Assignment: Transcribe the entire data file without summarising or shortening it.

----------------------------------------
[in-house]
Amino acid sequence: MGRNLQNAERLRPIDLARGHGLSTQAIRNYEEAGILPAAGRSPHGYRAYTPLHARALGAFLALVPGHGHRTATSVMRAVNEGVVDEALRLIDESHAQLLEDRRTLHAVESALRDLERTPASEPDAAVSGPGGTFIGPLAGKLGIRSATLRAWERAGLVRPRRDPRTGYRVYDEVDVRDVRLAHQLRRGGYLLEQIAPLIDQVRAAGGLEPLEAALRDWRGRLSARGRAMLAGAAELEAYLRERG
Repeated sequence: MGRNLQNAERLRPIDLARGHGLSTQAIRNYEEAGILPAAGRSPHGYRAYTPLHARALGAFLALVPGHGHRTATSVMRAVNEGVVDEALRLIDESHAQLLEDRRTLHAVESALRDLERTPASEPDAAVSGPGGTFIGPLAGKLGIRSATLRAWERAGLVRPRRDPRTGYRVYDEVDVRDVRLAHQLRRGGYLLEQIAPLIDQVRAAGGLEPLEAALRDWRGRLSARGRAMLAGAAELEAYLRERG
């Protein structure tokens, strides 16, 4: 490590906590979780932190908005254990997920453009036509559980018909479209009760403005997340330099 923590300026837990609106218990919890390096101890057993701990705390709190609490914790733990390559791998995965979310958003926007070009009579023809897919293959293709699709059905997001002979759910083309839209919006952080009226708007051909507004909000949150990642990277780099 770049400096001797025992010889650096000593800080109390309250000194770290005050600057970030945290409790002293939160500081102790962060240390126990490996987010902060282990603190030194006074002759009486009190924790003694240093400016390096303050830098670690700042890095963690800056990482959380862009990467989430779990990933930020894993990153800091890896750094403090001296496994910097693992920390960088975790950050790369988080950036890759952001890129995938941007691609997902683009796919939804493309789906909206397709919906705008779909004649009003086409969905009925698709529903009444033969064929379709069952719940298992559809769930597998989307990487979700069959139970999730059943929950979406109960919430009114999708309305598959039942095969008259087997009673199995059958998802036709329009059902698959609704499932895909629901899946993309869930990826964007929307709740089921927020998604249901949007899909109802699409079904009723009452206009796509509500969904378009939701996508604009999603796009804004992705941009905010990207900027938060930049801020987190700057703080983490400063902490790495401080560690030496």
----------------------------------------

[in-house]
Amino acid sequence: MGRNLQNAERLRPIDLARGHGLSTQAIRNYEEAGILPAAGRSPHGYRAYTPLHARALGAFLALVPGHGHRTATSVMRAVNEGVVDEALRLIDESHAQLLEDRRTLHAVESALRDLERTPASEPDAAVSGPGGTFIGPLAGKLGIRSATLRAWERAGLVRPRRDPRTGYRVYDEVDVRDVRLAHQLRRGGYLLEQIAPLIDQVRAAGGLEPLEAALRDWRGRLSARGRAMLAGAAELEAYLRERG
Repeated sequence: MGRNLQNAERLRPIDLARGHGLSTQAIRNYEEAGILPAAGRSPHGYRAYTPLHARALGAFLALVPGHGHRTATSVMRAVNEGVVDEALRLIDESHAQLLEDRRTLHAVESALRDLERTPASEPDAAVSGPGGTFIGPLAGKLGIRSATLRAWERAGLVRPRRDPRTGYRVYDEVDVRDVRLAHQLRRGGYLLEQIAPLIDQVRAAGGLEPLEAALRDWRGRLSARGRAMLAGAAELEAYLRERG
């Protein structure tokens, strides 16, 4: 490590906590979780932190908005254990997920453009036509559980018909479209009760403005997340330099 923590300026837990609106218990919890390096101890057993701990705390709190609490914790733990390559791998995965979310958003926007070009009579023809897919293959293709699709059905997001002979759910083309839209919006952080009226708007051909507004909000949150990642990277780099 770049400096001797025992010889650096000593800080109390309250000194770290005050600057970030945290409790002293939160500081102790962060240390126990490996987010902060282990603190030194006074002759009486009190924790003694240093400016390096303050830098670690700042890095963690800056990482959380862009990467989430779990990933930020894993990153800091890896750094403090001296496994910097693992920390960088975790950050790369988080950036890759952001890129995938941007691609997902683009796919939804493309789906909206397709919906705008779909004649009003086409969905009925698709529903009444033969064929379709069952719940298992559809769930597998989307990487979700069959139970999730059943929950979406109960919430009114999708309305598959039942095969008259087997009673199995059958998802036709329009059902698959609704499932895909629901899946993309869930990826964007929307709740089921927020998604249901949007899909109802699409079904009723009452206009796509509500969904378009939701996508604009999603796009804004992705941009905010990207900027938060930049801020987190700057703080983490400063902490790495401080560690030496």